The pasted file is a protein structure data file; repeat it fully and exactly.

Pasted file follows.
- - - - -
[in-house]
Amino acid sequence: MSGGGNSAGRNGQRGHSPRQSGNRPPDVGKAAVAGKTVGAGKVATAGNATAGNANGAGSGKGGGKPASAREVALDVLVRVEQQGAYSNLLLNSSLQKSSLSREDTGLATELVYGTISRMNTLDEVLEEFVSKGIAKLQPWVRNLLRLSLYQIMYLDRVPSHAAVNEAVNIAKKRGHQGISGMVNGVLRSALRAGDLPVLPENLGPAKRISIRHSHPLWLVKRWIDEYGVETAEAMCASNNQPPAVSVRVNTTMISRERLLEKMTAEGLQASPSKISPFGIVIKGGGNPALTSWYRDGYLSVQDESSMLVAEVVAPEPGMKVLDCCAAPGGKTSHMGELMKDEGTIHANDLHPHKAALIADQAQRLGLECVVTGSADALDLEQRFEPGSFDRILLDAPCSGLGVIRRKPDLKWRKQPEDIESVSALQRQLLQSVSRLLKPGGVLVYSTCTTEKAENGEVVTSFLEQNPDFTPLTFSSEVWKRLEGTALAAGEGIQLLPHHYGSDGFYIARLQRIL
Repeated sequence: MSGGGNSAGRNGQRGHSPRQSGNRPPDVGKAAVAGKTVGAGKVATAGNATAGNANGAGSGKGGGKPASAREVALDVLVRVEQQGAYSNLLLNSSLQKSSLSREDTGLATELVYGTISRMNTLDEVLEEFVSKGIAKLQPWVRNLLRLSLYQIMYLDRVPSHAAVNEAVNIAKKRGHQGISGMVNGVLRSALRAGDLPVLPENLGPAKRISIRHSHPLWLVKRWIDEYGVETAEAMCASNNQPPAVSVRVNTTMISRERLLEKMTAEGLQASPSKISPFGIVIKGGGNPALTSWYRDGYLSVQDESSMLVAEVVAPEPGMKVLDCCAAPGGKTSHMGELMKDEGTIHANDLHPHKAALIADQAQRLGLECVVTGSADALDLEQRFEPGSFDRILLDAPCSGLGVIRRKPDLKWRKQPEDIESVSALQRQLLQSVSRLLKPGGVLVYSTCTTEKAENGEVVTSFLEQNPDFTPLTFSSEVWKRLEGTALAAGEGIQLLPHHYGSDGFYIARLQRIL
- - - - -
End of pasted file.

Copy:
[in-house]
Amino acid sequence: MSGGGNSAGRNGQRGHSPRQSGNRPPDVGKAAVAGKTVGAGKVATAGNATAGNANGAGSGKGGGKPASAREVALDVLVRVEQQGAYSNLLLNSSLQKSSLSREDTGLATELVYGTISRMNTLDEVLEEFVSKGIAKLQPWVRNLLRLSLYQIMYLDRVPSHAAVNEAVNIAKKRGHQGISGMVNGVLRSALRAGDLPVLPENLGPAKRISIRHSHPLWLVKRWIDEYGVETAEAMCASNNQPPAVSVRVNTTMISRERLLEKMTAEGLQASPSKISPFGIVIKGGGNPALTSWYRDGYLSVQDESSMLVAEVVAPEPGMKVLDCCAAPGGKTSHMGELMKDEGTIHANDLHPHKAALIADQAQRLGLECVVTGSADALDLEQRFEPGSFDRILLDAPCSGLGVIRRKPDLKWRKQPEDIESVSALQRQLLQSVSRLLKPGGVLVYSTCTTEKAENGEVVTSFLEQNPDFTPLTFSSEVWKRLEGTALAAGEGIQLLPHHYGSDGFYIARLQRIL
Repeated sequence: MSGGGNSAGRNGQRGHSPRQSGNRPPDVGKAAVAGKTVGAGKVATAGNATAGNANGAGSGKGGGKPASAREVALDVLVRVEQQGAYSNLLLNSSLQKSSLSREDTGLATELVYGTISRMNTLDEVLEEFVSKGIAKLQPWVRNLLRLSLYQIMYLDRVPSHAAVNEAVNIAKKRGHQGISGMVNGVLRSALRAGDLPVLPENLGPAKRISIRHSHPLWLVKRWIDEYGVETAEAMCASNNQPPAVSVRVNTTMISRERLLEKMTAEGLQASPSKISPFGIVIKGGGNPALTSWYRDGYLSVQDESSMLVAEVVAPEPGMKVLDCCAAPGGKTSHMGELMKDEGTIHANDLHPHKAALIADQAQRLGLECVVTGSADALDLEQRFEPGSFDRILLDAPCSGLGVIRRKPDLKWRKQPEDIESVSALQRQLLQSVSRLLKPGGVLVYSTCTTEKAENGEVVTSFLEQNPDFTPLTFSSEVWKRLEGTALAAGEGIQLLPHHYGSDGFYIARLQRIL